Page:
Archives of the Turkish Society of Cardiology
Statin-fibrate combination therapy [Turk Kardiyol Dern Ars]
Turk Kardiyol Dern Ars. 2005; 33(3): 170-176

Statin-fibrate combination therapy

Hüsniye Yüksel1

Statins and fibrates are two diverse groups of antilipemic drugs with different mechanisms of action and metabolism. Statins are the most effective drugs in lowering low-density lipoprotein (LDL) cholesterol levels. Fibrates decrease triglyceride-rich lipoprotein and atherogenic small-dense LDL levels while increasing the level of high-density lipoprotein (HDL). However, monotherapies with statins or fibrates may not always improve the lipid profile of patients with combined hyperlipidemia, which includes diabetes and metabolic syndrome, and hereditary primary severe hypercholesterolemia. In these situations, statin-fibrate combination therapy seems attractive because of their complementary actions on lipoprotein metabolism. Combination therapy has been reported to be very effective in lowering both triglyceride and LDL cholesterol levels. However, early reports of increased incidence of myopathy and rhabdomyolysis in patients treated with statin-fibrate combination have been somewhat discouraging. More recent studies have shown that the occurrence of myopathy is less than expected. In this paper, the role of combined statin-fibrate therapy in dyslipidemia, their mechanisms of action, efficacy and safety of statin-fibrate combination therapy, and precautions needed to be taken to reduce side effects are reviewed in the light of literature.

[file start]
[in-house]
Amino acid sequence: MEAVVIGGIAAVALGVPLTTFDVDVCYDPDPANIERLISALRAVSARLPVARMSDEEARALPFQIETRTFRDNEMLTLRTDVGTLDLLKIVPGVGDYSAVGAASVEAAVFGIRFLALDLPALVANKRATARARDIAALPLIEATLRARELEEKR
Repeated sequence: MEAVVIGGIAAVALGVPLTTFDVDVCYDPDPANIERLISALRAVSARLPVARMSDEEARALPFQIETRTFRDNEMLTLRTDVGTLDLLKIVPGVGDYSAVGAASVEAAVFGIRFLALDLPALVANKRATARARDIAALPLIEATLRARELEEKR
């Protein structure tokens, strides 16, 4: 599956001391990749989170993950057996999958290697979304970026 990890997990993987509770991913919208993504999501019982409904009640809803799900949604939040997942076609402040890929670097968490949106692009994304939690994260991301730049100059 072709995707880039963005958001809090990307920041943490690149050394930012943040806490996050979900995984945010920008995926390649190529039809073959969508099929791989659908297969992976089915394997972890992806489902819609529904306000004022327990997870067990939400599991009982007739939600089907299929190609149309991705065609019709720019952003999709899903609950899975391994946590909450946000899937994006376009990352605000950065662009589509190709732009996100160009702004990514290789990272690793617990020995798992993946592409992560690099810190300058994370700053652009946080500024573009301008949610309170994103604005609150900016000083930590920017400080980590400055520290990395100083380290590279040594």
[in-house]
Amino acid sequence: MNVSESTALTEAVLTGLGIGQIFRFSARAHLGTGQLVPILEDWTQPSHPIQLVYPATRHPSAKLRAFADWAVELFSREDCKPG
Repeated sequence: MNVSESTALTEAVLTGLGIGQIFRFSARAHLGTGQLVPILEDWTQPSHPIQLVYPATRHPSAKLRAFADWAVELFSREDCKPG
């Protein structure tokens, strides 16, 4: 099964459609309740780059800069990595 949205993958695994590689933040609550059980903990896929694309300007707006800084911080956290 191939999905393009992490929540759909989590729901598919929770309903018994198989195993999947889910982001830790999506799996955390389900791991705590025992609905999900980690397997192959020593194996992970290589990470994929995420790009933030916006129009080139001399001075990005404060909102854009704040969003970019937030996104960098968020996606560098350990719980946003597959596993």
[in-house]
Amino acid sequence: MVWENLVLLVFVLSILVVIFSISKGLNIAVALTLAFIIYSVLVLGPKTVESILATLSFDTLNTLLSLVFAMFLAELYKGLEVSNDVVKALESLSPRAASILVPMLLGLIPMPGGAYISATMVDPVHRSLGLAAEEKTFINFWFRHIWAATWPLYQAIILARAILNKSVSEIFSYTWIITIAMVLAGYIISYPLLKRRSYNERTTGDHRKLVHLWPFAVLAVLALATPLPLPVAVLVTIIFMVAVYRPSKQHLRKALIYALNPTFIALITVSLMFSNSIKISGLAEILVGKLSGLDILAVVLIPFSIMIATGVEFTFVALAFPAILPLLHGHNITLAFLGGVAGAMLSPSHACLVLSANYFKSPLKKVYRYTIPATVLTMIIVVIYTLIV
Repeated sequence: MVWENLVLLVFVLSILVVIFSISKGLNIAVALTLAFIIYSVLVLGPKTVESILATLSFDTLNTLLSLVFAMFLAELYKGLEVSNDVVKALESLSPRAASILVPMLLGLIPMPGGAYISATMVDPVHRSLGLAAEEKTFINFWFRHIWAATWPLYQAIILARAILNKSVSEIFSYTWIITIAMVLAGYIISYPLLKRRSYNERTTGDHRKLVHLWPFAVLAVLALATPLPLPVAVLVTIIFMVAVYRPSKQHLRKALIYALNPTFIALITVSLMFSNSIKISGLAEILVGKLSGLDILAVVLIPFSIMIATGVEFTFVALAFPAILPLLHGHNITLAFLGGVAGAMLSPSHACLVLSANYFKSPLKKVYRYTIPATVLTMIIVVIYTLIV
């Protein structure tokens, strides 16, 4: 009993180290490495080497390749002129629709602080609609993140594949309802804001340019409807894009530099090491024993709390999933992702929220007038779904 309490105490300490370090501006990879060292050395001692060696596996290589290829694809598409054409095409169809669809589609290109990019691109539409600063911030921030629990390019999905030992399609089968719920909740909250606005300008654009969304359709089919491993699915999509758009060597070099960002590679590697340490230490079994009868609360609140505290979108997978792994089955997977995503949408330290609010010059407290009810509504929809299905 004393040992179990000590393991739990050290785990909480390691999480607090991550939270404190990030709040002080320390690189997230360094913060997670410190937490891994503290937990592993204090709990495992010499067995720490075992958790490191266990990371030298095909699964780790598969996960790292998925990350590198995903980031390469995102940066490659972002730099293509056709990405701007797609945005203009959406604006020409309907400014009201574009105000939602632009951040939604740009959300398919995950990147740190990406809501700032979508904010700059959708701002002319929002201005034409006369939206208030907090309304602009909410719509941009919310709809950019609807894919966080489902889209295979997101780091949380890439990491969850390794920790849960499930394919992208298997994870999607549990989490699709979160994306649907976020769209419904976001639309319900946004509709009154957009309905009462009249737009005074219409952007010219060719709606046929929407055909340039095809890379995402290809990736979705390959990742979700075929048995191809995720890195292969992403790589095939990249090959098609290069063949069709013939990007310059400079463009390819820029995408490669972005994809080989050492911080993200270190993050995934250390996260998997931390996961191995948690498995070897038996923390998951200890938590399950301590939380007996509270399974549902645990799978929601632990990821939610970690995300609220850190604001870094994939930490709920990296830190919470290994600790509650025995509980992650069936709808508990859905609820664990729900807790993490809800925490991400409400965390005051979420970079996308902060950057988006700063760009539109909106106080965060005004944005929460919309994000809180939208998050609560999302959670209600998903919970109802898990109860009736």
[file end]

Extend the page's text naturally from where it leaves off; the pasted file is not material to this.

Keywords: Anticholesteremic agents/therapeutic use; antilipemic agents/therapeutic use; creatinine/blood; drug therapy, combination; hyperlipidemia/drug therapy; lipids/blood; triglycerides/blood

How to cite this article
Hüsniye Yüksel. Statin-fibrate combination therapy. Turk Kardiyol Dern Ars. 2005; 33(3): 170-176
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